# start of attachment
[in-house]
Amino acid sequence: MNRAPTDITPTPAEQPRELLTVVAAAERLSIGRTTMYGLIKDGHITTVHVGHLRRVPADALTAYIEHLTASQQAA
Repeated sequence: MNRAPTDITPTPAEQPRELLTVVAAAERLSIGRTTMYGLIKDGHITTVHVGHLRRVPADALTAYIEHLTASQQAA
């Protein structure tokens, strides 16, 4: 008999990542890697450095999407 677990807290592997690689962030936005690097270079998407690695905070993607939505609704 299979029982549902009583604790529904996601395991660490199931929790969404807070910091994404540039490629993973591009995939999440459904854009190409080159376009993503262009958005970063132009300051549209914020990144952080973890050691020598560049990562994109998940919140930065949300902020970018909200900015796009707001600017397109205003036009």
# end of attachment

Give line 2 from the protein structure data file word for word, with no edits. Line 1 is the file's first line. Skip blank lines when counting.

Amino acid sequence: MNRAPTDITPTPAEQPRELLTVVAAAERLSIGRTTMYGLIKDGHITTVHVGHLRRVPADALTAYIEHLTASQQAA